The wave of interest in Irish music set in motion by Riverdance over a decade ago appears to have run its course. Once again many top Irish musicians are resting. Things are also changing on the lucrative Irish festival circuit in the USA.
To take one example: In Chicago, Irish Fest returns for its 10th year this summer, July 24-25, for two days packed with Celtic music, food and dance, all on the scenic grounds of the Arlington Heights Historical Museum.
“We’ve grown a lot over the years,” said Cathy Robertson, one of the organisers. Attendance at Irish Fest has more than doubled, she said, but they also have grown to include more variations of Irish music. “We started with the traditional step dancing, pipe bands and folk groups,” she said.
“But then we saw how many people the Celtic rock bands drew, and we knew we had to have a mix.”
I first noticed this trend when I came across the Kansas City Celtic Music Fest website. The bands had Irish names, but none of them were of Irish origin.The site is run by artist and web designer ‘Eolai gan Fheile’. I emailed him and asked what was happening. His reply was most informative:
“I’m witnessing more and more neighbourhood Irish festivals with, if not entirely homegrown, then at least US-based, Irish entertainment, and city festivals are heading that way – though I doubt it will go completely that way as, despite the growth in N America, there still isn’t the depth of talent in traditional music there as exists in Ireland. That said, with groups like Solas, Cherish The Ladies and so forth it is possible and indeed if it happened probably no one would necessarily notice.”
He added: “Also with the growth of the festivals in the last 10 years you have specific types of “Irish” music that seems almost unique to North America – for example Celtic Rock is hugely popular with every town having at least one band that indulges in something it calls Celtic Rock. While you can trace lineage of such music in Ireland from Sweeney’s Men and Horslips through to the Sawdoctors with a dousing of the Pogues – in North America it has spun off into a very big genre that is perfect for festivals however Irish it may or may not be”.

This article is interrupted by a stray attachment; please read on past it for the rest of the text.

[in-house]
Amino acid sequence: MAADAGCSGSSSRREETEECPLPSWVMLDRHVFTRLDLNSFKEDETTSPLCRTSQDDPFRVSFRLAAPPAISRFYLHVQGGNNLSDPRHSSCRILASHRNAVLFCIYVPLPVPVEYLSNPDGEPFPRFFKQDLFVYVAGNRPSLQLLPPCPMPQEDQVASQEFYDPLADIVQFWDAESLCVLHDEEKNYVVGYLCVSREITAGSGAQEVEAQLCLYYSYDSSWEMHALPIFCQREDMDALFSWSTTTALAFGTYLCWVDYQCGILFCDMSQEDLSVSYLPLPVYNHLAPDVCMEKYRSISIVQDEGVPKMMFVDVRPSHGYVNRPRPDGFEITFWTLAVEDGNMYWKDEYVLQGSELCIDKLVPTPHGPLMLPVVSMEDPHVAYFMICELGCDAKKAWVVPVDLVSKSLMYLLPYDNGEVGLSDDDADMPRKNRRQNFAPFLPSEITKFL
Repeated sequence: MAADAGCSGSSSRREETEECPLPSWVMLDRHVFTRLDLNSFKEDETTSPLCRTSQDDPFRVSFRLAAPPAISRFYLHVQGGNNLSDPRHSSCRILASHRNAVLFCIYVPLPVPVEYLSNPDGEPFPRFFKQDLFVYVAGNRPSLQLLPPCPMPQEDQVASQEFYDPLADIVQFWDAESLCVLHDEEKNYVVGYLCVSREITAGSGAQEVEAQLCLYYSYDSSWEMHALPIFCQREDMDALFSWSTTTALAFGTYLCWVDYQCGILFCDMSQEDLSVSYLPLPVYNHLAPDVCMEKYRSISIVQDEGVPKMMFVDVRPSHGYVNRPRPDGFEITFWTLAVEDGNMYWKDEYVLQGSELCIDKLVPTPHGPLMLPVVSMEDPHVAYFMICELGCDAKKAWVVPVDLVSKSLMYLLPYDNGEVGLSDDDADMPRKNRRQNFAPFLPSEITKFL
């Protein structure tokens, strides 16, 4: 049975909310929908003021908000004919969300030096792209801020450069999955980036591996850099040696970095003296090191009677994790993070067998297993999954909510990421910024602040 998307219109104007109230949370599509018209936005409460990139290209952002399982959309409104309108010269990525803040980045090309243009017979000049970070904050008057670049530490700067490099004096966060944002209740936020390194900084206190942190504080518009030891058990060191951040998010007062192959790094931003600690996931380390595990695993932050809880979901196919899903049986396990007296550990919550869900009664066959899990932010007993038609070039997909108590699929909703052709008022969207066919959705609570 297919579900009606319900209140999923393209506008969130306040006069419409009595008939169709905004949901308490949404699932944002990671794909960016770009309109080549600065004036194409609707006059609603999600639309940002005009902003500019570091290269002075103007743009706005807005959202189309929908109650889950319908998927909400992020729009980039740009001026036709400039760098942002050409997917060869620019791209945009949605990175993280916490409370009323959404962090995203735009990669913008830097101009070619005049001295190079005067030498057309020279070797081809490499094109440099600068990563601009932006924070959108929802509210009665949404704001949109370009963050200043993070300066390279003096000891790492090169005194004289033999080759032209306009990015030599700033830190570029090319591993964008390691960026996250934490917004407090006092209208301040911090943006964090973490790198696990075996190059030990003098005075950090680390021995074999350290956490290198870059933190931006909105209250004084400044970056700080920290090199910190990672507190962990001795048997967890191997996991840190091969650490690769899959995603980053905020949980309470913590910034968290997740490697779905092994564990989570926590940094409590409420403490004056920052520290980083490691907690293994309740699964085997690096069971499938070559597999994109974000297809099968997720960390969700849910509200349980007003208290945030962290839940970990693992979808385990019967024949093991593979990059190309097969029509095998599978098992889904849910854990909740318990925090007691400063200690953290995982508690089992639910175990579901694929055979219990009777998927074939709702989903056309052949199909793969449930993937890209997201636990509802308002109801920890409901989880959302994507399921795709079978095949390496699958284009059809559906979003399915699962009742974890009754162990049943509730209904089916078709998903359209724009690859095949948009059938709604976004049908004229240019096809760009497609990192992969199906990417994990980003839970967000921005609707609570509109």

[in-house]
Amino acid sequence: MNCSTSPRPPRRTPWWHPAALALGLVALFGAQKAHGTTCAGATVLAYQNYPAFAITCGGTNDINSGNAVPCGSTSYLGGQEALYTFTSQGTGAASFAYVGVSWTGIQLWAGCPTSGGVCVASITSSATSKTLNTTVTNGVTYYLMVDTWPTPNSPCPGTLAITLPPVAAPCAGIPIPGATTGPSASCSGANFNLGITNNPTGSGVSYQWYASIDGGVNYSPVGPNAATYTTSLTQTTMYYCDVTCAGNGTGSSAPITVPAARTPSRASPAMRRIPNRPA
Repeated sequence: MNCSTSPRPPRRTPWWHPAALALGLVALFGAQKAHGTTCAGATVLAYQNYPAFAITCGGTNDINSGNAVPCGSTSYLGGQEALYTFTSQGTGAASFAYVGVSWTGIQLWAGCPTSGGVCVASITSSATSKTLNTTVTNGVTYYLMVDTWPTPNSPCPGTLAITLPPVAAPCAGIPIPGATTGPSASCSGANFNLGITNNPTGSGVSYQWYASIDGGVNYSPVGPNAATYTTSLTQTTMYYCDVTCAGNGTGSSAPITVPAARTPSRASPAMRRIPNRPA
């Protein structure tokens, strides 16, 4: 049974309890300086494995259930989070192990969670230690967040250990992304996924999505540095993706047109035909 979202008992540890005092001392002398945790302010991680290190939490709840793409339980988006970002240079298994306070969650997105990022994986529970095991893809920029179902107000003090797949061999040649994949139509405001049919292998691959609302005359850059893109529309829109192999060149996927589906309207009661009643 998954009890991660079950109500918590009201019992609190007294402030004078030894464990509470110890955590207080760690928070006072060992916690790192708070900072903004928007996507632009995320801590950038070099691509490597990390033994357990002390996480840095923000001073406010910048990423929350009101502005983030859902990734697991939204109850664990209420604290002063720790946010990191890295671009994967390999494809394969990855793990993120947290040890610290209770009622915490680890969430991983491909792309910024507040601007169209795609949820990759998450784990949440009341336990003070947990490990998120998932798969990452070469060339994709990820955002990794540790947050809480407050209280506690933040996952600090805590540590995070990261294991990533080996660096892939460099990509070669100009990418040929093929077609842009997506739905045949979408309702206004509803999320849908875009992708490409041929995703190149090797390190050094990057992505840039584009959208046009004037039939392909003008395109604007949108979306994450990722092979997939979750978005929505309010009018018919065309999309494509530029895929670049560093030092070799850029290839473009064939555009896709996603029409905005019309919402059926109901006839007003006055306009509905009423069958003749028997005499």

Big Irish names are still being invited to perform in the USA, but shortage of funds, transport and visa difficulties mean the larger festivals club together and jointly host Irish acts (the larger Kansas festival in the autumn will have a number of native Irish acts). A quick check through the tour schedules of, for example, Dervish, Danu and Clannad, suggest they rely on more concert tours, particularly in winter or early spring, to bring in the dollars. Also, many Irish acts now depend on Europe for festival income.
The visa problem is a thorny old issue. Back in 2003, the successful Boston College Gaelic Summer School and Festival came to an end over Homeland security strictness. One fiddler from the Shetland Islands had to travel to London to get her work visa. Singer Len Graham had to travel from Co Down to Belfast three times before he was cleared to travel.
I leave the final word on the growth of American-based acts to ‘Eolai gan Fheile’. “It’s undeniable that there’s a significant growth in numbers playing traditional music – you’ve had US All-Ireland champions at this stage – and Irish dancing, as well as all the various forms of whatever Celtic Rock may be – something with very few barriers to entry, however you define it”.